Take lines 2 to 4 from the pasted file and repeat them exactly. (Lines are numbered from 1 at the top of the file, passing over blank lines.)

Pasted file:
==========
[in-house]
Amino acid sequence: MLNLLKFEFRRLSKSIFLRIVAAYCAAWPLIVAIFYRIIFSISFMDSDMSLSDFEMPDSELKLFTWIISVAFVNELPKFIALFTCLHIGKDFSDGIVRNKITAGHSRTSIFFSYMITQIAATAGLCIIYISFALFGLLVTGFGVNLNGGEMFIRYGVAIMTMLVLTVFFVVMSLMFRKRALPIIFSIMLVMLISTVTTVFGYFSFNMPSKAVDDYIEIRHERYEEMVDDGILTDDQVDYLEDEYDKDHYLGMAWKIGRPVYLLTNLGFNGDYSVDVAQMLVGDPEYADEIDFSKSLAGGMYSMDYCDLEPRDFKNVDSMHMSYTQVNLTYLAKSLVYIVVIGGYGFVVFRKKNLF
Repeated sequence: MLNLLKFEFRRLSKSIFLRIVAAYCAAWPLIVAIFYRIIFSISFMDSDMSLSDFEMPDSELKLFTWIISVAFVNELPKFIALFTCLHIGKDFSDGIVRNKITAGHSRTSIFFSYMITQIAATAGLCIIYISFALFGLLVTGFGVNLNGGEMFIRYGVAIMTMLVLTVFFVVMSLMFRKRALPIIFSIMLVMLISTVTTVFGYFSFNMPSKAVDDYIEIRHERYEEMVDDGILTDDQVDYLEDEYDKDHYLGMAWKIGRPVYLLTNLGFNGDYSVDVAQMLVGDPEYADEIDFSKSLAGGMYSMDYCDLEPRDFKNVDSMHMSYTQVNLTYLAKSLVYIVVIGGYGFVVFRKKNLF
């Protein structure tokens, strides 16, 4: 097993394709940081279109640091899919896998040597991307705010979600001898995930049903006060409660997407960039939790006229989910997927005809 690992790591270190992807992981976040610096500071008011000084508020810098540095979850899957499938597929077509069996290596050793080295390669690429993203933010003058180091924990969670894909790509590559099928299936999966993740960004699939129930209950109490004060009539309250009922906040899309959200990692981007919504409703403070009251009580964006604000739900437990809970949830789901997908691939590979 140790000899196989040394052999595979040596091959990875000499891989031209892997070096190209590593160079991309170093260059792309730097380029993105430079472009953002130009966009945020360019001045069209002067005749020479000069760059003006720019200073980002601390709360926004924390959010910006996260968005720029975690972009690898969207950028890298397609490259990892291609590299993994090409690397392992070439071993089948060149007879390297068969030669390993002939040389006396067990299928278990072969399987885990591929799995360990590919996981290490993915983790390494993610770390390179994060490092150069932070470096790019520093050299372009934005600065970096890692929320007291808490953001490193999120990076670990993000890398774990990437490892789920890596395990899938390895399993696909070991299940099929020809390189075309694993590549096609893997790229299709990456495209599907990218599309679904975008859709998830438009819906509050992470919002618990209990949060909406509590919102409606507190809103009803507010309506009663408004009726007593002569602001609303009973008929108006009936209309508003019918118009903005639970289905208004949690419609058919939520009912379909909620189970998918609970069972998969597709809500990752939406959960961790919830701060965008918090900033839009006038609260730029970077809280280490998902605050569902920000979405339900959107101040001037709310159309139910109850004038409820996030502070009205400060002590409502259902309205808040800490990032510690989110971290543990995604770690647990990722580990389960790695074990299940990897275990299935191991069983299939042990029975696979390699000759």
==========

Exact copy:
Amino acid sequence: MLNLLKFEFRRLSKSIFLRIVAAYCAAWPLIVAIFYRIIFSISFMDSDMSLSDFEMPDSELKLFTWIISVAFVNELPKFIALFTCLHIGKDFSDGIVRNKITAGHSRTSIFFSYMITQIAATAGLCIIYISFALFGLLVTGFGVNLNGGEMFIRYGVAIMTMLVLTVFFVVMSLMFRKRALPIIFSIMLVMLISTVTTVFGYFSFNMPSKAVDDYIEIRHERYEEMVDDGILTDDQVDYLEDEYDKDHYLGMAWKIGRPVYLLTNLGFNGDYSVDVAQMLVGDPEYADEIDFSKSLAGGMYSMDYCDLEPRDFKNVDSMHMSYTQVNLTYLAKSLVYIVVIGGYGFVVFRKKNLF
Repeated sequence: MLNLLKFEFRRLSKSIFLRIVAAYCAAWPLIVAIFYRIIFSISFMDSDMSLSDFEMPDSELKLFTWIISVAFVNELPKFIALFTCLHIGKDFSDGIVRNKITAGHSRTSIFFSYMITQIAATAGLCIIYISFALFGLLVTGFGVNLNGGEMFIRYGVAIMTMLVLTVFFVVMSLMFRKRALPIIFSIMLVMLISTVTTVFGYFSFNMPSKAVDDYIEIRHERYEEMVDDGILTDDQVDYLEDEYDKDHYLGMAWKIGRPVYLLTNLGFNGDYSVDVAQMLVGDPEYADEIDFSKSLAGGMYSMDYCDLEPRDFKNVDSMHMSYTQVNLTYLAKSLVYIVVIGGYGFVVFRKKNLF
């Protein structure tokens, strides 16, 4: 097993394709940081279109640091899919896998040597991307705010979600001898995930049903006060409660997407960039939790006229989910997927005809 690992790591270190992807992981976040610096500071008011000084508020810098540095979850899957499938597929077509069996290596050793080295390669690429993203933010003058180091924990969670894909790509590559099928299936999966993740960004699939129930209950109490004060009539309250009922906040899309959200990692981007919504409703403070009251009580964006604000739900437990809970949830789901997908691939590979 140790000899196989040394052999595979040596091959990875000499891989031209892997070096190209590593160079991309170093260059792309730097380029993105430079472009953002130009966009945020360019001045069209002067005749020479000069760059003006720019200073980002601390709360926004924390959010910006996260968005720029975690972009690898969207950028890298397609490259990892291609590299993994090409690397392992070439071993089948060149007879390297068969030669390993002939040389006396067990299928278990072969399987885990591929799995360990590919996981290490993915983790390494993610770390390179994060490092150069932070470096790019520093050299372009934005600065970096890692929320007291808490953001490193999120990076670990993000890398774990990437490892789920890596395990899938390895399993696909070991299940099929020809390189075309694993590549096609893997790229299709990456495209599907990218599309679904975008859709998830438009819906509050992470919002618990209990949060909406509590919102409606507190809103009803507010309506009663408004009726007593002569602001609303009973008929108006009936209309508003019918118009903005639970289905208004949690419609058919939520009912379909909620189970998918609970069972998969597709809500990752939406959960961790919830701060965008918090900033839009006038609260730029970077809280280490998902605050569902920000979405339900959107101040001037709310159309139910109850004038409820996030502070009205400060002590409502259902309205808040800490990032510690989110971290543990995604770690647990990722580990389960790695074990299940990897275990299935191991069983299939042990029975696979390699000759």